Agate Chrysocolla Hematite Moissanite Pearl Tanzanite Brilliance Fluorescence
Alexandrite Chrysoprase Iolite Moonstone Pyrite Tigerís Eye Carat Hardness Inc
Amber Citrine Ivory Mother Pearl Quartz Topaz Clarity Stability
Amethyst Coral Jade Mystic Topaz Rubies Tourmaline Color Inclusion
Ametrine Diamond Jasper Obsidian Sapphire Turquoise Cut Toughness
Aquamarine Emerald Kunzite Onyx Spinel Yellow Topaz Durability
Blue Topaz Feldspar Malachite Opal Star Sapphire Zircon Facet
Cats Eye Garnet Marcasite Peridot Sugilite  
 

The history and origin of Spinel

One of the most beautiful and rarest gemstones available today is the Spinel.  While you might be able to find a gemstone called Spinel at your local jewelry stone, it is probably synthetic and only loosely based on the beautiful qualities of true Spinel.

Spinel was usually associated with Rubies, due to the fact that large red Spinel were found in the same mines that Rubies were mined at.  Since they had the same characteristics and practically looked the same to the naked eye, they were often believed to be Rubies.  Many Spinels were worn by kings and queens throughout history and even are included on many priceless royal artifacts such as the Black Prince’s Ruby, the 170 carat red Spinel that is set in the Imperial State Crown of England and a Spinel is also part of some of the British Crown Jewels.  Henry V even wore Spinel as part of a battle helmet.

Besides red, Spinel comes in a wide variety of beautiful colors including green, blues, purples, orange, pink and a very prized hot pink.  Spinel is associated with many other gemstones including tourmaline and garnets.  They are all made from the elements iron, chromium, zinc and magnesium, however they have differing amounts.  Some of these minerals can even include nickel and aluminum.  Usually these differences will create specific colors and attributes.

Today, you can find Spinel that is synthetic and usually created from synthetic Corundum.  However, natural Spinel is definitely worth the price due to its natural beauty, rarity and wonderful attributes.

What is Spinel used for?

Spinel is a wonderful gemstone that is much rarer than many consumers think.  Unfortunately, the moniker of Spinel that is used at most jewelry stores refers to synthetic Spinel that is usually created from synthetic or real Corundum.  However, true Spinel is available, but much harder to find.  Spinel comes in a large variety of colors including beautiful cobalt blue, greens, purples, violets, oranges, a very hot pink and beautiful reds.  Up until a few hundred years ago, Spinel was mistaken for the Ruby.  Spinel was mined from the same areas and red Spinel does take on many of the beautiful characteristics of Rubies.  In fact, you can find Spinels on some of the Crown Jewels, including the Imperial State Crown.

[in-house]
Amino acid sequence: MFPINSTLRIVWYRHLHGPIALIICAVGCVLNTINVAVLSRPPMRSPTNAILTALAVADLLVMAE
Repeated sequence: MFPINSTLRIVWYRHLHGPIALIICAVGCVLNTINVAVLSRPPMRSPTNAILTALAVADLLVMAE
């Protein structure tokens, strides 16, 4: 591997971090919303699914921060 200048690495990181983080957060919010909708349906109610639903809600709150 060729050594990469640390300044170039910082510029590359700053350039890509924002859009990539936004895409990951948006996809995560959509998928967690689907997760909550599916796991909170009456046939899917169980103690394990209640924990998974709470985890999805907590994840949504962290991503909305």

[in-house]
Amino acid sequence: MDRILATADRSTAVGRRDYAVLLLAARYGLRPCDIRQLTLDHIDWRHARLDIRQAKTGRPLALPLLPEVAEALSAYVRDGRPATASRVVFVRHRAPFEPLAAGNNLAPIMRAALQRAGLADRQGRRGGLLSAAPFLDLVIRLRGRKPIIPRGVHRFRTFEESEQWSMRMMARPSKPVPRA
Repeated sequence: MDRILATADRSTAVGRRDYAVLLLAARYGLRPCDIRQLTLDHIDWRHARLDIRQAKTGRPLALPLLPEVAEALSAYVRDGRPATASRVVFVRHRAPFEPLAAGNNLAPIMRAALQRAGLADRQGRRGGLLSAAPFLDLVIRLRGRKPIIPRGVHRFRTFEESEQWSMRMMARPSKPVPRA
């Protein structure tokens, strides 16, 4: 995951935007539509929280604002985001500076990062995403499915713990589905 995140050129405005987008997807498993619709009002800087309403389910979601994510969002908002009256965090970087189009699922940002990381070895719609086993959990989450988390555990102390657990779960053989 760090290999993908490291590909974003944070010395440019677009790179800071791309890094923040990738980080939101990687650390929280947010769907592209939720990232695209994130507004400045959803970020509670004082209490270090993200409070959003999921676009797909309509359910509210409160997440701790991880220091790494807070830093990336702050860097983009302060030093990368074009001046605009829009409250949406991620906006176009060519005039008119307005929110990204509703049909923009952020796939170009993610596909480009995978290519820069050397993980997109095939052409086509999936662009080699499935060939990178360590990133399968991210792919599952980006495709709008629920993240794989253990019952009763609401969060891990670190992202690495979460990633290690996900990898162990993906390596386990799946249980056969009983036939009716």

Today, Spinel is extremely rare and in most cases rarer than Rubies which it used to imposter for.  Since it is such a rare mineral, it is only used for ornamental jewelry.  However it should be noted that the qualities of Spinel are so attractive, many of today’s ornamental jewelry are made to simulate Spinel as is the case of synthetic Spinel.  Most of the time synthetic Spinel will be sold as birthstones with varying colors such as the above colors mentioned, as well as other colors that do not occur naturally, specifically yellow.

True Spinel, can be purchased, however you will need to look hard for it. One of the most interesting colors found in true Spinel is a hot pink with an orange tinge.  Another color that is pursued is a gorgeous cobalt blue.  Usually these stones make beautiful rings, earrings or can be worn as charms.

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